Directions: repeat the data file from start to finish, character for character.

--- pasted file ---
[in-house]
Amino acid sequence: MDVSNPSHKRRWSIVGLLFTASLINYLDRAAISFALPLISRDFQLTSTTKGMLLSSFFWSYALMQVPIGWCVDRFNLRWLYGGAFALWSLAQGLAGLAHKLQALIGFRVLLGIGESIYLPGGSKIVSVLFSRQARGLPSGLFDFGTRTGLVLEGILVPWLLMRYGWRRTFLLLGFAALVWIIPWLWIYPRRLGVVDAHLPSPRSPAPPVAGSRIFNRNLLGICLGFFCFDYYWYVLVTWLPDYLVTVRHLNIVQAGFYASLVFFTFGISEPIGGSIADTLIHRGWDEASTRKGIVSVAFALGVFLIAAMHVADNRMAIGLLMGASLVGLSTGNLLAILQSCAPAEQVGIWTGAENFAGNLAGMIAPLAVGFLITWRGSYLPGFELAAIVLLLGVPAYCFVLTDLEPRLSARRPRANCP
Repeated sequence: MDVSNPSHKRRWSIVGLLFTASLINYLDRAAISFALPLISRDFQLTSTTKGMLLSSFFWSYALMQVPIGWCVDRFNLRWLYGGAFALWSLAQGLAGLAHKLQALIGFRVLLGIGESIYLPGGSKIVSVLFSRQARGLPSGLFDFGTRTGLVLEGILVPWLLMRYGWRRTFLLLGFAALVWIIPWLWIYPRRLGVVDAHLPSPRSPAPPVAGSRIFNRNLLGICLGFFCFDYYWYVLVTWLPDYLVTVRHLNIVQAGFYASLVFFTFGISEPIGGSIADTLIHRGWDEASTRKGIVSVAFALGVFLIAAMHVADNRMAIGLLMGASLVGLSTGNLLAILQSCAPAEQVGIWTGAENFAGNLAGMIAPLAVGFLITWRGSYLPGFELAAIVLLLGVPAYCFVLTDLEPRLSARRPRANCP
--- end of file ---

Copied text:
[in-house]
Amino acid sequence: MDVSNPSHKRRWSIVGLLFTASLINYLDRAAISFALPLISRDFQLTSTTKGMLLSSFFWSYALMQVPIGWCVDRFNLRWLYGGAFALWSLAQGLAGLAHKLQALIGFRVLLGIGESIYLPGGSKIVSVLFSRQARGLPSGLFDFGTRTGLVLEGILVPWLLMRYGWRRTFLLLGFAALVWIIPWLWIYPRRLGVVDAHLPSPRSPAPPVAGSRIFNRNLLGICLGFFCFDYYWYVLVTWLPDYLVTVRHLNIVQAGFYASLVFFTFGISEPIGGSIADTLIHRGWDEASTRKGIVSVAFALGVFLIAAMHVADNRMAIGLLMGASLVGLSTGNLLAILQSCAPAEQVGIWTGAENFAGNLAGMIAPLAVGFLITWRGSYLPGFELAAIVLLLGVPAYCFVLTDLEPRLSARRPRANCP
Repeated sequence: MDVSNPSHKRRWSIVGLLFTASLINYLDRAAISFALPLISRDFQLTSTTKGMLLSSFFWSYALMQVPIGWCVDRFNLRWLYGGAFALWSLAQGLAGLAHKLQALIGFRVLLGIGESIYLPGGSKIVSVLFSRQARGLPSGLFDFGTRTGLVLEGILVPWLLMRYGWRRTFLLLGFAALVWIIPWLWIYPRRLGVVDAHLPSPRSPAPPVAGSRIFNRNLLGICLGFFCFDYYWYVLVTWLPDYLVTVRHLNIVQAGFYASLVFFTFGISEPIGGSIADTLIHRGWDEASTRKGIVSVAFALGVFLIAAMHVADNRMAIGLLMGASLVGLSTGNLLAILQSCAPAEQVGIWTGAENFAGNLAGMIAPLAVGFLITWRGSYLPGFELAAIVLLLGVPAYCFVLTDLEPRLSARRPRANCP